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Adam Rippon Opens Up On His Dancing Win, What’s Next And Jenna Johnson Choreographing His Skating Programs

By Brandon Penny | May 22, 2018, 9:19 p.m. (ET)

Adam Rippon and Jenna Johnson celebrate winning the mirror ball trophy on "Dancing with the Stars: Athletes" on May 21, 2018 in Los Angeles.


Adam Rippon is living his best life. A few whirlwind months removed from winning an Olympic bronze medal and becoming a breakout star of the Olympic Winter Games PyeongChang 2018, the figure skater brought the charming, entertaining and authentic persona the country had come to know to the ballroom on “Dancing with the Stars: Athletes.” After four fierce weeks of competition, he and professional dance partner Jenna Johnson were crowned champions Monday night.

But learning to dance, getting used to working with a partner and memorizing choreography worthy of performing in front of a TV audience of millions weren’t the only thing that consumed the 28-year-old’s life this past month. He joined a dozen other Olympic skaters on the 22-stop Stars on Ice tour, which included as many as four shows a week in just as many cities. The tour wrapped Sunday in Portland, Oregon, the day before Rippon became the first male figure skater in the show’s 26-season history to win the mirror ball trophy.

Immediately after his win, Rippon was back on a plane, taking a red-eye flight from Los Angeles to New York for a three-day victory tour that includes stops all around the city for TV appearances and more. While commuting from one obligation to the next, Rippon spoke to TeamUSA.org about his future in both skating and dancing, how the latter improved the former, a potential pairs skating partnership with Mirai Nagasu, and much more. 

What was your immediate reaction when you were announced as the winner?

I think throughout the entire competition, Jenna and I weren’t focusing on winning, we were just focusing on going out and having the best dances we could absolutely put out. Then all of a sudden when they’re like, ‘The winner of Dancing with the Stars is…’ and it was like, oh god, now I’m thinking about winning. But when they announced it and it was us, it was amazing. I think at the beginning of the competition you obviously want to be the winner, but when you get to the very end it means so much more than that. You live that experience with your pro and to live that experience with Jenna, who I got to know so well, it made it even more special.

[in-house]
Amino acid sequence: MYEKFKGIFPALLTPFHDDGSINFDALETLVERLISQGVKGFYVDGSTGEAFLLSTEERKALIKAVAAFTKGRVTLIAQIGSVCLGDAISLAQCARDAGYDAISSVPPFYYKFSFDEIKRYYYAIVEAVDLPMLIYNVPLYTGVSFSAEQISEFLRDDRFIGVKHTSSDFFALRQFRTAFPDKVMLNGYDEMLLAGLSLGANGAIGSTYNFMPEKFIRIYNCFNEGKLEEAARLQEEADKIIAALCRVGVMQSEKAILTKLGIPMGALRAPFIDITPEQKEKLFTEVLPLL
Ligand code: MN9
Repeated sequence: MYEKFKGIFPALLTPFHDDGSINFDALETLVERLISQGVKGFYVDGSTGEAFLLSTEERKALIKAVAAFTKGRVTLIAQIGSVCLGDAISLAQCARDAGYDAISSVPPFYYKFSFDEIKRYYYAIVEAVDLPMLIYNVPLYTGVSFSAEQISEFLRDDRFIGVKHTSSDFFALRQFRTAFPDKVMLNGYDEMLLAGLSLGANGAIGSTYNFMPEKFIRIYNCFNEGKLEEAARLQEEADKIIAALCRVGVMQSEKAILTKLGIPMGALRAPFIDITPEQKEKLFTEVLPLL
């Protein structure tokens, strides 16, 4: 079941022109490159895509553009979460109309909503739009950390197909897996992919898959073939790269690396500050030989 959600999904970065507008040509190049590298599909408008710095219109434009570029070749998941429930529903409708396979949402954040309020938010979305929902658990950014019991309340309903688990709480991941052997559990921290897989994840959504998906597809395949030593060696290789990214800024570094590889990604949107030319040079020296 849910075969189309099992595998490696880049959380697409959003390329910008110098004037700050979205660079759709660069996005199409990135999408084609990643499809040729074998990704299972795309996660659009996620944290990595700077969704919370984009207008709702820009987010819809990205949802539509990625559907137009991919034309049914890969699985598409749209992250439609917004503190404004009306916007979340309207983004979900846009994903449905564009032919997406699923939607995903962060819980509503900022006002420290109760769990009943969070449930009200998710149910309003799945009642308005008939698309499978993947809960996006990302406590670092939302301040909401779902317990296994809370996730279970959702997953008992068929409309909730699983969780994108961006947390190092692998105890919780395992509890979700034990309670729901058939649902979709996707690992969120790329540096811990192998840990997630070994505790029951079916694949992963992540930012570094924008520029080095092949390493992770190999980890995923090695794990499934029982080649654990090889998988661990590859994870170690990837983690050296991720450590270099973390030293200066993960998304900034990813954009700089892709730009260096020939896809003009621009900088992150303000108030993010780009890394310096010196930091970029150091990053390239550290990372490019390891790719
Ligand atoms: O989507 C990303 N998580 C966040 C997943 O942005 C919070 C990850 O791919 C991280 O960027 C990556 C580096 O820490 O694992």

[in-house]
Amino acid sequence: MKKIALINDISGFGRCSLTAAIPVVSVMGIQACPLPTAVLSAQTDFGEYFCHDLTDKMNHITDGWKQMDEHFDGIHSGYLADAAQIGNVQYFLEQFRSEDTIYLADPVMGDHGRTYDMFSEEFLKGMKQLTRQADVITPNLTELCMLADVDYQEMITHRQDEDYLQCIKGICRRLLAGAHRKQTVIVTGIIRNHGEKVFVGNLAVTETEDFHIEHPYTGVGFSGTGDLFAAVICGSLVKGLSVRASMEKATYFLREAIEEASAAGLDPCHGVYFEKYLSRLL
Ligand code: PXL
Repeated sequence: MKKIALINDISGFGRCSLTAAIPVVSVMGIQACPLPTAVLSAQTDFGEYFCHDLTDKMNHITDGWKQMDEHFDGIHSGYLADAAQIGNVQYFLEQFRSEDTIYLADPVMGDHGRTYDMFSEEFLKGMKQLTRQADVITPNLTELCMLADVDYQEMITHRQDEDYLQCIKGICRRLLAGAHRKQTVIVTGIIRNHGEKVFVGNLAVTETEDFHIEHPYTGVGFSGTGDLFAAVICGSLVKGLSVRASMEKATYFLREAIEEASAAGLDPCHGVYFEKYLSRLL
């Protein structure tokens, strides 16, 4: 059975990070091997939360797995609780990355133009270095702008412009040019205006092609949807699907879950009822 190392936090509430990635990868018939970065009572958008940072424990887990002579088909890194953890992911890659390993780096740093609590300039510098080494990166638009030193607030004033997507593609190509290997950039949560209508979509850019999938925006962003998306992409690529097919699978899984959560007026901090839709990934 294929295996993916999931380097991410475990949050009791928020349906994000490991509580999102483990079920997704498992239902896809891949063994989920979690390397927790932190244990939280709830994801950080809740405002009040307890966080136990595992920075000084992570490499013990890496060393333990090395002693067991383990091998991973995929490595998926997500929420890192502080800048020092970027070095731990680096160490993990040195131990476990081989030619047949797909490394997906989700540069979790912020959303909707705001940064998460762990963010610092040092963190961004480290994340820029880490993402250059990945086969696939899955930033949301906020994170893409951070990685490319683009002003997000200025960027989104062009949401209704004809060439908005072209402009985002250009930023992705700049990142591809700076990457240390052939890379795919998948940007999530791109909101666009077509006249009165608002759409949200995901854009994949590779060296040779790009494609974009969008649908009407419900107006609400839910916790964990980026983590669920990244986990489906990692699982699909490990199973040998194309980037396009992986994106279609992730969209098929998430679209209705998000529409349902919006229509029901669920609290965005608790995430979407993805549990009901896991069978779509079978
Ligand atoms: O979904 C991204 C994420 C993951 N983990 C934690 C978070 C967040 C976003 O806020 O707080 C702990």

What was your favorite dance you learned this season?
I think my favorite dance I got to learn was either our freestyle or our jazz piece – and the cha-cha, and I kind of liked the quickstep, too. So I like all of them and it’s like picking your favorite child, which is impossible.

You ended the competition with one of your lower scores as the judges had mixed reviews of your freestyle. What did you think of the reception that performance received?
The judges gave mixed reviews on our freestyle but we were trying to do something new and different that’s never been on the show before and I think that was what was important to both me and Jenna, that we went out there and did something new. I loved the freestyle that we did. I think it was really cool, it was funky. It was this Harajuku, street style, and I was the leader of our dancing gang. We just had a lot of fun with it. It was one of my favorite dances of our competition.

Between balancing Stars on Ice with “Dancing with the Stars” – and learning how to dance – what was the most challenging part of this past month for you?
I think the most challenging part has been trying to get in some rest. I’ve learned that if you have a lot going on, it’s important to focus on what’s really important. To me it was making sure I was out and performing really well every night on Stars on Ice and doing my best every time I got to take the stage at “Dancing with the Stars.” So I learned to conserve my energy and really just focus on when I needed to be fully on and go into the reserve tank and push and go for it. This experience has taught me a lot about myself and even in the craziness I can still push forward and get what I need to done and do it well.